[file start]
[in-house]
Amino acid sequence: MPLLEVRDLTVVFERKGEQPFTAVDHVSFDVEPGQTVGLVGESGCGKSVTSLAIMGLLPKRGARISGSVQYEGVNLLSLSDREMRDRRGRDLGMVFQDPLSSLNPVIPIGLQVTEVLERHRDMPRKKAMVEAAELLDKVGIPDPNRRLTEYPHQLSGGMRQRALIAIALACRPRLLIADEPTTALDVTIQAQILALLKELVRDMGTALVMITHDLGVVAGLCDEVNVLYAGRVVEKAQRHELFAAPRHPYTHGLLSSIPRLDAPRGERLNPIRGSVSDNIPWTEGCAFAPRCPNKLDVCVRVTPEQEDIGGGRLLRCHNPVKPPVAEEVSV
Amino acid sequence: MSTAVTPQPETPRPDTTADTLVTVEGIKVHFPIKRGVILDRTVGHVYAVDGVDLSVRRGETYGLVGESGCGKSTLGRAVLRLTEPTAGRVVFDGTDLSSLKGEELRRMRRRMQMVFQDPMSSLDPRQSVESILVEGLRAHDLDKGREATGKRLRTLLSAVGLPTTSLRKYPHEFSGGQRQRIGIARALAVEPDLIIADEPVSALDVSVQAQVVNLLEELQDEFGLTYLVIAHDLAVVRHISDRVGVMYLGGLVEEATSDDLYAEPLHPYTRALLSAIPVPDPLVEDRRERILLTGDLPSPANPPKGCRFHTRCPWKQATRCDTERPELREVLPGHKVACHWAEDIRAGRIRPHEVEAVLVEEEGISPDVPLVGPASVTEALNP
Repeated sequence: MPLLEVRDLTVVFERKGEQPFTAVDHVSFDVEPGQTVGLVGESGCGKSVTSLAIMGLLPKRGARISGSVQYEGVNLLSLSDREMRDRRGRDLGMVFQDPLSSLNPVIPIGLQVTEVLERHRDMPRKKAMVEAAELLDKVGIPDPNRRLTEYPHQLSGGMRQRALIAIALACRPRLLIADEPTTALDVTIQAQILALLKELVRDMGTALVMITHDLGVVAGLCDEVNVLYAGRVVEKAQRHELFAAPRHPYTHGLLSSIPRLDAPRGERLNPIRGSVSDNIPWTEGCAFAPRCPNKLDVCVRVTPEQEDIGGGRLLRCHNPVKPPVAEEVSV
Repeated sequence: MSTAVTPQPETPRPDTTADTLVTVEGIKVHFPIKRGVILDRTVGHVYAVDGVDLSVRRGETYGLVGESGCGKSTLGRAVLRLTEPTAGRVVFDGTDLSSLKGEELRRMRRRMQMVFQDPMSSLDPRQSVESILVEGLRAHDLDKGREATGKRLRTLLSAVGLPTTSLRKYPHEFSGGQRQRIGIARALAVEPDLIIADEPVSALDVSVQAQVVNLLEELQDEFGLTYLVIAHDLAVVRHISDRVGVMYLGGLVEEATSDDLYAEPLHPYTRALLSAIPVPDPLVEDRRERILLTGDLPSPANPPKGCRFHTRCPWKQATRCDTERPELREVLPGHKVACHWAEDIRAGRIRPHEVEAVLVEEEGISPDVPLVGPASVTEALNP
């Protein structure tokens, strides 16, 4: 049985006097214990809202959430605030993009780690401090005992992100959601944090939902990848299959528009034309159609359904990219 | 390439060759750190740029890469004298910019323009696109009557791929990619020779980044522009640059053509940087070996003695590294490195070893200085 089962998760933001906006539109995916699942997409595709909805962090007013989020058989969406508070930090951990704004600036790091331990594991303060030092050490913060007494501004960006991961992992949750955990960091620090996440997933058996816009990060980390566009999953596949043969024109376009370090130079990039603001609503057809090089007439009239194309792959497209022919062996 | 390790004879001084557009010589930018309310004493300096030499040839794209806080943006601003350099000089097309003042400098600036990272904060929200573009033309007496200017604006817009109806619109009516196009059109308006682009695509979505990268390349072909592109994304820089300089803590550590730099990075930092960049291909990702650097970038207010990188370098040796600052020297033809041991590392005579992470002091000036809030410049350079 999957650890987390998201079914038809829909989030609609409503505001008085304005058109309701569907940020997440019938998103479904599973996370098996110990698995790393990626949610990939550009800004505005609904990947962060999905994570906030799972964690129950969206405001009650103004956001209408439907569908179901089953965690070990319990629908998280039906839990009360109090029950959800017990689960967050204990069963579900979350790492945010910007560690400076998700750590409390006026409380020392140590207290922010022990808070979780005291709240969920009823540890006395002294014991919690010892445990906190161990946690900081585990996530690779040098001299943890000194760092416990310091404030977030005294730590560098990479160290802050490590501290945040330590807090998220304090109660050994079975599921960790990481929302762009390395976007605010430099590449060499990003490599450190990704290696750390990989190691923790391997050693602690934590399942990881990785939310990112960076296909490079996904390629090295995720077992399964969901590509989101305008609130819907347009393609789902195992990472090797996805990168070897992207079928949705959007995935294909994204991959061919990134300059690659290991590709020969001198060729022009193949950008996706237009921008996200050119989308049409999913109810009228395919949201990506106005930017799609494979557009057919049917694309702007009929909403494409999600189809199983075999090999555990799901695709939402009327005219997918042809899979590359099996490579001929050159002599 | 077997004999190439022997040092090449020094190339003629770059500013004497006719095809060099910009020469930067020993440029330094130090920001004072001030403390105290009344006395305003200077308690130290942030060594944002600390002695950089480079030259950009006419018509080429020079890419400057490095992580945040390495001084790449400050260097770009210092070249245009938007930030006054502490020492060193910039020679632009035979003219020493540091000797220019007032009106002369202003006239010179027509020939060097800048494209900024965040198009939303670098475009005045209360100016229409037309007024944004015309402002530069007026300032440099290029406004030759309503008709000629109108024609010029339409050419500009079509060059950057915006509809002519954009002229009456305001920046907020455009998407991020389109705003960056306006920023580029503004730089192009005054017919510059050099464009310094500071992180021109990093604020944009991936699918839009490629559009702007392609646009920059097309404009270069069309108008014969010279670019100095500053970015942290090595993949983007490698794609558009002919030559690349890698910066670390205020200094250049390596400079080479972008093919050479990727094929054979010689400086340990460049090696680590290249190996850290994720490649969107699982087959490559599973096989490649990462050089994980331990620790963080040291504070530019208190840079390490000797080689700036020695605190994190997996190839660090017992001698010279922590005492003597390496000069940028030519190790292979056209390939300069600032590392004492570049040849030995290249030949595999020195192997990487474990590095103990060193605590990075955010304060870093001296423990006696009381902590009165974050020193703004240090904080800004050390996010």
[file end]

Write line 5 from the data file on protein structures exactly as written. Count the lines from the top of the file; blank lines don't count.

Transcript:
Repeated sequence: MSTAVTPQPETPRPDTTADTLVTVEGIKVHFPIKRGVILDRTVGHVYAVDGVDLSVRRGETYGLVGESGCGKSTLGRAVLRLTEPTAGRVVFDGTDLSSLKGEELRRMRRRMQMVFQDPMSSLDPRQSVESILVEGLRAHDLDKGREATGKRLRTLLSAVGLPTTSLRKYPHEFSGGQRQRIGIARALAVEPDLIIADEPVSALDVSVQAQVVNLLEELQDEFGLTYLVIAHDLAVVRHISDRVGVMYLGGLVEEATSDDLYAEPLHPYTRALLSAIPVPDPLVEDRRERILLTGDLPSPANPPKGCRFHTRCPWKQATRCDTERPELREVLPGHKVACHWAEDIRAGRIRPHEVEAVLVEEEGISPDVPLVGPASVTEALNP